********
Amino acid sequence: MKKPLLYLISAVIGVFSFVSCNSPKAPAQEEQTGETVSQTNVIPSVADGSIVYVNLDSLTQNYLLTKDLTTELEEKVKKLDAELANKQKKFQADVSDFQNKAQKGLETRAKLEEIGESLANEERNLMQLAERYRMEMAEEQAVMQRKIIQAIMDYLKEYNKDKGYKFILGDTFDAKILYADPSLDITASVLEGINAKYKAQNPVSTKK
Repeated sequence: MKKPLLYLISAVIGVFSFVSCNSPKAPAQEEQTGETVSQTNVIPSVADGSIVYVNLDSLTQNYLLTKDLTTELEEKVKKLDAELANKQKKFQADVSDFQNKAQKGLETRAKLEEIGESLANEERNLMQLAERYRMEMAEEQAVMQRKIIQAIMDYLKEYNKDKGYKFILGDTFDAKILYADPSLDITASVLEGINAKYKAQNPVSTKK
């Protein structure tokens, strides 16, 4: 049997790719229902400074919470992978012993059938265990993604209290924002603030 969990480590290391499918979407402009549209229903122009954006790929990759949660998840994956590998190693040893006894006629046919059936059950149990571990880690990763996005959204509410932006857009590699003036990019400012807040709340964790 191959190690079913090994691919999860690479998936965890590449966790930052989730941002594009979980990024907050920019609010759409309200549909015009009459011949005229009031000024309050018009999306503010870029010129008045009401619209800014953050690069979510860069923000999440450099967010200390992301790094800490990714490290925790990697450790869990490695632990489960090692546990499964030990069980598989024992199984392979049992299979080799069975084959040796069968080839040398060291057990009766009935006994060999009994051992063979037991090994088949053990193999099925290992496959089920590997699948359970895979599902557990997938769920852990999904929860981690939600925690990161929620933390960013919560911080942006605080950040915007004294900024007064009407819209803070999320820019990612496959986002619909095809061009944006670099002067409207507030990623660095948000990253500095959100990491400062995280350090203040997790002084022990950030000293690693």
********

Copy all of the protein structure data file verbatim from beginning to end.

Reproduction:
Amino acid sequence: MKKPLLYLISAVIGVFSFVSCNSPKAPAQEEQTGETVSQTNVIPSVADGSIVYVNLDSLTQNYLLTKDLTTELEEKVKKLDAELANKQKKFQADVSDFQNKAQKGLETRAKLEEIGESLANEERNLMQLAERYRMEMAEEQAVMQRKIIQAIMDYLKEYNKDKGYKFILGDTFDAKILYADPSLDITASVLEGINAKYKAQNPVSTKK
Repeated sequence: MKKPLLYLISAVIGVFSFVSCNSPKAPAQEEQTGETVSQTNVIPSVADGSIVYVNLDSLTQNYLLTKDLTTELEEKVKKLDAELANKQKKFQADVSDFQNKAQKGLETRAKLEEIGESLANEERNLMQLAERYRMEMAEEQAVMQRKIIQAIMDYLKEYNKDKGYKFILGDTFDAKILYADPSLDITASVLEGINAKYKAQNPVSTKK
């Protein structure tokens, strides 16, 4: 049997790719229902400074919470992978012993059938265990993604209290924002603030 969990480590290391499918979407402009549209229903122009954006790929990759949660998840994956590998190693040893006894006629046919059936059950149990571990880690990763996005959204509410932006857009590699003036990019400012807040709340964790 191959190690079913090994691919999860690479998936965890590449966790930052989730941002594009979980990024907050920019609010759409309200549909015009009459011949005229009031000024309050018009999306503010870029010129008045009401619209800014953050690069979510860069923000999440450099967010200390992301790094800490990714490290925790990697450790869990490695632990489960090692546990499964030990069980598989024992199984392979049992299979080799069975084959040796069968080839040398060291057990009766009935006994060999009994051992063979037991090994088949053990193999099925290992496959089920590997699948359970895979599902557990997938769920852990999904929860981690939600925690990161929620933390960013919560911080942006605080950040915007004294900024007064009407819209803070999320820019990612496959986002619909095809061009944006670099002067409207507030990623660095948000990253500095959100990491400062995280350090203040997790002084022990950030000293690693």